Cool technology gives public opportunity to help design segment of Carbondale to Crested Butte trail

Designing a hiking and biking trail in the Crystal Valley faces challenges, like in this narrow corridor near Hayes Creek Falls.
Dale Will/courtesy photo |

Think you can design a trail in the Crystal River Valley better than the experts? Now you get the opportunity.

Pitkin County Open Space and Trails is using interactive technology to give an unprecedented opportunity to get into the nitty-gritty of a public works project. Interested members of the public will be able to dive into four areas — environmental-wildlife factors, engineering challenges, user experience and costs — to help design trail segments.

The proposed trail has been divided into 20 segments where the public can choose between two alternative routes after weighing the four factors. An existing paved trail runs about 8.5 miles south of Carbondale to BRB Campground. The current planning process focuses on the roughly 20-mile stretch from BRB to the summit of McClure Pass. A trail is contemplated to someday run between Carbondale and Crested Butte.

For the BRB to McClure Pass section, public comments are due by Oct. 2. Comments can be made overall or specifically on each of the 20 segments, according to Lindsey Utter, planning and outreach manager for the open space program.

“I can’t emphasize enough how important public input is to what we do,” Utter said.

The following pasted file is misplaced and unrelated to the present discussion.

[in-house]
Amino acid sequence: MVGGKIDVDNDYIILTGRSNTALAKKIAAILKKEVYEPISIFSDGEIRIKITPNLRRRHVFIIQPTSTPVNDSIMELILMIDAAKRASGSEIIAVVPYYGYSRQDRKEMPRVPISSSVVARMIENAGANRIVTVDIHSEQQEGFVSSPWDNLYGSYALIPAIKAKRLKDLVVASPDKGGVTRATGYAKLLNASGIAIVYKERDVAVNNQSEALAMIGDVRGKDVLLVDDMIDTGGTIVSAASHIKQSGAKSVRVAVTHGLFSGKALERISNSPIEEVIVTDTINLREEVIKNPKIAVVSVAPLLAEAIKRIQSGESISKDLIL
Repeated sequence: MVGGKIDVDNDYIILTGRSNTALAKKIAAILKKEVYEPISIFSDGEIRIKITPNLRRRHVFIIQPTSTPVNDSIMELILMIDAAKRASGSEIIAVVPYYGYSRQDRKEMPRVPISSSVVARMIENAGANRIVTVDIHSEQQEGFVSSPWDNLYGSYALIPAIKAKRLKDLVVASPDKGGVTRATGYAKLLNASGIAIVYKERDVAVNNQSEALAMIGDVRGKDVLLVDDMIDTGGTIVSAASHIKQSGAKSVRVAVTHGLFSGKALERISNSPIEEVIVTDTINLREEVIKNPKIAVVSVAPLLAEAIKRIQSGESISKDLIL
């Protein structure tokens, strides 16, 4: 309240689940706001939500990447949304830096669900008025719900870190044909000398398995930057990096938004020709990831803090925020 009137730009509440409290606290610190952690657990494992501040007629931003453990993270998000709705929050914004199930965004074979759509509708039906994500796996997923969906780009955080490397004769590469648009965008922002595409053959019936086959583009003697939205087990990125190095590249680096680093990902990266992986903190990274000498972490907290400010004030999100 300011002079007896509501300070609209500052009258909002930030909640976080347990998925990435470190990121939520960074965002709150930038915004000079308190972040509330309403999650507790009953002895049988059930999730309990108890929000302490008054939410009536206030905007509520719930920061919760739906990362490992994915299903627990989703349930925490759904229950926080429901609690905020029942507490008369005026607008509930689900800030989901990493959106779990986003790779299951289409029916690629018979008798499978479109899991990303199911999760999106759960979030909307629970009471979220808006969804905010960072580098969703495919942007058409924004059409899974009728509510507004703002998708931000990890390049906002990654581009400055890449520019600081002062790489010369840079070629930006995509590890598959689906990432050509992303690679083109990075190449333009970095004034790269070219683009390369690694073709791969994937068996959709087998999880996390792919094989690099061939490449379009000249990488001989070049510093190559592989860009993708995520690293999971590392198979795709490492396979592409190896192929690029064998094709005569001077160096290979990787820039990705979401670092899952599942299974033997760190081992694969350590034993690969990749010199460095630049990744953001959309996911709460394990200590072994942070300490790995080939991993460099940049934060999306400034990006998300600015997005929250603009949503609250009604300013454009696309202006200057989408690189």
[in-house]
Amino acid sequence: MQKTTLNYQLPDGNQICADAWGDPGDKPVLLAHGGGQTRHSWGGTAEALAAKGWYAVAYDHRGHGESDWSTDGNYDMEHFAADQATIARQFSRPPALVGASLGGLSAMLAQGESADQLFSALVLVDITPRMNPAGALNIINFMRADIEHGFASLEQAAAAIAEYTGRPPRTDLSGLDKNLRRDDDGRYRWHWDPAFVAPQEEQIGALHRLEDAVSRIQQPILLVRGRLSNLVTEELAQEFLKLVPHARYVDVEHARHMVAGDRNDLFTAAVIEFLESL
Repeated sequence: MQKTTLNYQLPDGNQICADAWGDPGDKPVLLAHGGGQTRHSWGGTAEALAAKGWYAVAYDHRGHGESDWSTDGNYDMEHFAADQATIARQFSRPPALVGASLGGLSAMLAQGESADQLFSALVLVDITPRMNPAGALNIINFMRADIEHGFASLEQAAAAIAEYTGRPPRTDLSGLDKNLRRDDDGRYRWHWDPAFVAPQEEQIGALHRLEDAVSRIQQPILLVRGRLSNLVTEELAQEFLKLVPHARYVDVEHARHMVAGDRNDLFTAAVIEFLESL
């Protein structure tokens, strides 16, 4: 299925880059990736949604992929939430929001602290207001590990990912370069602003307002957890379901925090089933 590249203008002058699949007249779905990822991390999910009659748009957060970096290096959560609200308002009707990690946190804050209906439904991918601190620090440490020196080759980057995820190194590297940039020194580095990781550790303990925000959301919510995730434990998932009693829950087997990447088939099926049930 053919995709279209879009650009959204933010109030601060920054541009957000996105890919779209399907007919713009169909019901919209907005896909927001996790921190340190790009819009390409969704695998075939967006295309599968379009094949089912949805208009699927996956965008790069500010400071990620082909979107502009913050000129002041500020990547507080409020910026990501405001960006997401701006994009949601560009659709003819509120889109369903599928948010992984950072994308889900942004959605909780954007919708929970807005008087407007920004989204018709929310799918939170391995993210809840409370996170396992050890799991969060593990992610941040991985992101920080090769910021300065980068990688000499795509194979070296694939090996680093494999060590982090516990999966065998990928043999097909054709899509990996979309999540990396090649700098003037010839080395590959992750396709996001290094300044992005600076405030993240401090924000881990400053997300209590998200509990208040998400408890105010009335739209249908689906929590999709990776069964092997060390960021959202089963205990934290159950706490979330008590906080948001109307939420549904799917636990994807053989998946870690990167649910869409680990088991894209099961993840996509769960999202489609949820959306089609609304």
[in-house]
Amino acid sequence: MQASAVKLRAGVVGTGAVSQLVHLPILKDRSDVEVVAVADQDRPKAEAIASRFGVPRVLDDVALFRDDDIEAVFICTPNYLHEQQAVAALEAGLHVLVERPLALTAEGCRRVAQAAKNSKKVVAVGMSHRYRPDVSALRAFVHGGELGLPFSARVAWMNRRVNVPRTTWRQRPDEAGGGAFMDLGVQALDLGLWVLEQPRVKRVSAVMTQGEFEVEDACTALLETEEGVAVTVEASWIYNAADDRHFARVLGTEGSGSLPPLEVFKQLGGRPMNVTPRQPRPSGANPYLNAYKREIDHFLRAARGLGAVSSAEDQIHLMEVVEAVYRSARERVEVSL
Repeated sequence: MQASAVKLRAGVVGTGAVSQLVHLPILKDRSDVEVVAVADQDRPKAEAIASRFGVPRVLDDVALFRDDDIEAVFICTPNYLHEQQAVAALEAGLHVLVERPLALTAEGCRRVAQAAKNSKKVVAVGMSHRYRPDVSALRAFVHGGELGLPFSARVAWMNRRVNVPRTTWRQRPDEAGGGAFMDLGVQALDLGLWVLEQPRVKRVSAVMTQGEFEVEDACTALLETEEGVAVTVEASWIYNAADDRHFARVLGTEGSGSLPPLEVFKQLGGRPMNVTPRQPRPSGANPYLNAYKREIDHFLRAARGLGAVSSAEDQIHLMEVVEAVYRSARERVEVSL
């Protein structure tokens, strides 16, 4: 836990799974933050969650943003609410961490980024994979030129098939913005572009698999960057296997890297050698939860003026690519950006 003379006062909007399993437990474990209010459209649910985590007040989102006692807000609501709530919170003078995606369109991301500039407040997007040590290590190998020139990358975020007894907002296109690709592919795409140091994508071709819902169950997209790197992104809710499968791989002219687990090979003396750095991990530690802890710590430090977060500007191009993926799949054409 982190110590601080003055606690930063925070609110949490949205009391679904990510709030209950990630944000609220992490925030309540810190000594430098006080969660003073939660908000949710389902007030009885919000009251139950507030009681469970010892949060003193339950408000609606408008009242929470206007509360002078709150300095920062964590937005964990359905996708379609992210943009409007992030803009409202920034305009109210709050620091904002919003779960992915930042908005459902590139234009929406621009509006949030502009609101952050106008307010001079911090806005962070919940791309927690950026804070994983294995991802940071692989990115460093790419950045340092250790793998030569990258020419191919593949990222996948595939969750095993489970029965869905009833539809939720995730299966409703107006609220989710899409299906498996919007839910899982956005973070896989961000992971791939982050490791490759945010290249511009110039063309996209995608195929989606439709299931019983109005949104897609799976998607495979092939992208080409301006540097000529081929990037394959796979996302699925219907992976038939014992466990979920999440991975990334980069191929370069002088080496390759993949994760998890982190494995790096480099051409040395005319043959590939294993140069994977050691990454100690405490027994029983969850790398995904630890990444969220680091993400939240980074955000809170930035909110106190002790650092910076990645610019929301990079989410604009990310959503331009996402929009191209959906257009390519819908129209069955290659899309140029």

Color coding helps readers determine if the factors such as cost or environmental impact are a low, medium or high concern for each segment.

The online tool provides a crystal-clear way to show the tradeoffs that come with decisions. For example, the cost of having the trail hug Highway 133 along a 1-mile stretch at Avalanche Creek would cost an estimated $8.16 million due to limited space and complex structural options. But splitting the trail off the highway corridor to save $3 million would affect elk winter range, bighorn migration areas and undisturbed habitat.

“If it was an easy decision we wouldn’t be here,” Utter said of the intense public planning effort.

Most of the 20 segments have two alternatives — one along the highway corridor and one off-highway.

“Depending on what the preferred alignment ends up being, there is a possibility the trail could cross over the river between different alternative segments; potential bridge locations have been evaluated as part of the data collection,” the open space website says.

The open space staff will examine public comments as they come in and incorporate them into a draft plan that will be presented to the open space and trails board of directors and Carbondale Town Council in a joint meeting Oct. 17 in Carbondale.

After that, the draft will be opened to additional public comment. Final adoption by the Pitkin County commissioners and open space board is slated for mid-December. The trail will use national forest lands so it must undergo federal National Environmental Policy Act review in 2018.

Once a plan is approved, the trail will be built in phases due to the expense.

To help design the trail, go to